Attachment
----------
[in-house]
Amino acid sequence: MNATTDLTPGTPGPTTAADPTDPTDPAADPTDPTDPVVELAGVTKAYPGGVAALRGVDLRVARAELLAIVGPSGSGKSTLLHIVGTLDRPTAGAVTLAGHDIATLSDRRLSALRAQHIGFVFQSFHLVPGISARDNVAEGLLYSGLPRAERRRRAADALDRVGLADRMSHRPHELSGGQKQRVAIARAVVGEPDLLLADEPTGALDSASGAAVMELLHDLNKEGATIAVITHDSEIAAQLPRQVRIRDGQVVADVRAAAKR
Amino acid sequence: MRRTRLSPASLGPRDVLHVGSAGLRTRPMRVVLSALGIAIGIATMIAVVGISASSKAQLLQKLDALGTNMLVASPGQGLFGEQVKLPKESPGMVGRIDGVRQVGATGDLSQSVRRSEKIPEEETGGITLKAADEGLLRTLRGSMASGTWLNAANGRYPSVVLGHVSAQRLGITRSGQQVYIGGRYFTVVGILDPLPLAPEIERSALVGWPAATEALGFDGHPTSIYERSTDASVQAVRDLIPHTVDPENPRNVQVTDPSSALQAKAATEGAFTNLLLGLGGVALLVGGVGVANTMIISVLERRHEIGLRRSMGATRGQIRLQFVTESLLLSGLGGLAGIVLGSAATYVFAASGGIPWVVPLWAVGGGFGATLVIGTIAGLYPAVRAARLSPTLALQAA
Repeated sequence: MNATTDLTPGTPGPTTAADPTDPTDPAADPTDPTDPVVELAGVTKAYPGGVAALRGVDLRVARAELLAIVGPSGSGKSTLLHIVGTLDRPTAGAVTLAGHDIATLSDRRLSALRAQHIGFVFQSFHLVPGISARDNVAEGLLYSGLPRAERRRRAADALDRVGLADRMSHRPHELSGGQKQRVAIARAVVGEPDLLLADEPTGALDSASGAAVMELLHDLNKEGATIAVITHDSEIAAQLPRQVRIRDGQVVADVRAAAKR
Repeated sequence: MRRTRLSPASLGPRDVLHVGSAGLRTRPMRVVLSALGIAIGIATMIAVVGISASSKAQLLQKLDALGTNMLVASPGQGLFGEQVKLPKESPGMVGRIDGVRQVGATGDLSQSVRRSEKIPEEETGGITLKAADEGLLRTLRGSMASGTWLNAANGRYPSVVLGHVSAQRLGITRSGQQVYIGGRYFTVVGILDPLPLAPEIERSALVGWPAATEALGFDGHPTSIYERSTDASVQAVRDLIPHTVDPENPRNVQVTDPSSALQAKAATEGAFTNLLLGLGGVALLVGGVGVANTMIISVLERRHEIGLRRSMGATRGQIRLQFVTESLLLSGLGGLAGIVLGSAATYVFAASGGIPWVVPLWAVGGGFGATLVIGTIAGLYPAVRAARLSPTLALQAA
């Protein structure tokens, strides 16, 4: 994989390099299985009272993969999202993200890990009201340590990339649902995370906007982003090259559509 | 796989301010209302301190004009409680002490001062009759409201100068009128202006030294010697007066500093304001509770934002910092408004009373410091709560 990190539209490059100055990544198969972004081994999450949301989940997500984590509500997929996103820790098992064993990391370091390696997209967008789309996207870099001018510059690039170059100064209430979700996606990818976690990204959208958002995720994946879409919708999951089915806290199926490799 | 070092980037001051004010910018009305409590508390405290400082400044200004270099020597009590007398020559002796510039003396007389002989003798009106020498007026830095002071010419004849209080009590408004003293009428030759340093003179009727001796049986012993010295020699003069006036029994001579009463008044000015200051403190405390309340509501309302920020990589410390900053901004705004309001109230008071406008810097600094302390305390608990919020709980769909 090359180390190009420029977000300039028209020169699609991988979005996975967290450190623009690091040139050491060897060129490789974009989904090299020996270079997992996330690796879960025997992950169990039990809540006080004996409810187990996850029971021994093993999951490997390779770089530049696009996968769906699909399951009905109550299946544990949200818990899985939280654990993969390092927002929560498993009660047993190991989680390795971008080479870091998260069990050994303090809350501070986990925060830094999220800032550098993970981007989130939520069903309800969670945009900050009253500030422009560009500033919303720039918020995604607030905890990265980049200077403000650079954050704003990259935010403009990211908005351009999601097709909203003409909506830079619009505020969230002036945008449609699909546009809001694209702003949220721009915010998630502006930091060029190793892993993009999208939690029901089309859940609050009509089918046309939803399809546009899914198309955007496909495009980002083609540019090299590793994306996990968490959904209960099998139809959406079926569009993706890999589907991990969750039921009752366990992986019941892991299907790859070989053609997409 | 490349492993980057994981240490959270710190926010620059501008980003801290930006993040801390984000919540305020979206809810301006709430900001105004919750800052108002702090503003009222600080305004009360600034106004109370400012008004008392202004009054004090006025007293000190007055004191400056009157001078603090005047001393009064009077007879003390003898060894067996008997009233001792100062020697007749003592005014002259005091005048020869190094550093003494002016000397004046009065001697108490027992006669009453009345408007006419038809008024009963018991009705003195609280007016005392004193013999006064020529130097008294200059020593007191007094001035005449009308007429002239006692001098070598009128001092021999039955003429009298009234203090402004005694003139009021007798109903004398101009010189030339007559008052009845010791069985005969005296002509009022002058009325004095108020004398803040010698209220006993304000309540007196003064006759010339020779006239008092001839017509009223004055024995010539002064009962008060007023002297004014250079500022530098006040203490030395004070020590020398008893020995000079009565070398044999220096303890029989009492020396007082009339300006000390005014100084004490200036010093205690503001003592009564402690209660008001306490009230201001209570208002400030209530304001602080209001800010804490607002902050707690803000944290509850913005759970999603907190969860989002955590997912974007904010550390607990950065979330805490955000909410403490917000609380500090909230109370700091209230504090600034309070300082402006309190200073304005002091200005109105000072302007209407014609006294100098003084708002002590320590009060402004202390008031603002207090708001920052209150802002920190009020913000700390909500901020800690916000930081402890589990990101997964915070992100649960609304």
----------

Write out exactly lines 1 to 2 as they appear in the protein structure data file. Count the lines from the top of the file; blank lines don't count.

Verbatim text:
[in-house]
Amino acid sequence: MNATTDLTPGTPGPTTAADPTDPTDPAADPTDPTDPVVELAGVTKAYPGGVAALRGVDLRVARAELLAIVGPSGSGKSTLLHIVGTLDRPTAGAVTLAGHDIATLSDRRLSALRAQHIGFVFQSFHLVPGISARDNVAEGLLYSGLPRAERRRRAADALDRVGLADRMSHRPHELSGGQKQRVAIARAVVGEPDLLLADEPTGALDSASGAAVMELLHDLNKEGATIAVITHDSEIAAQLPRQVRIRDGQVVADVRAAAKR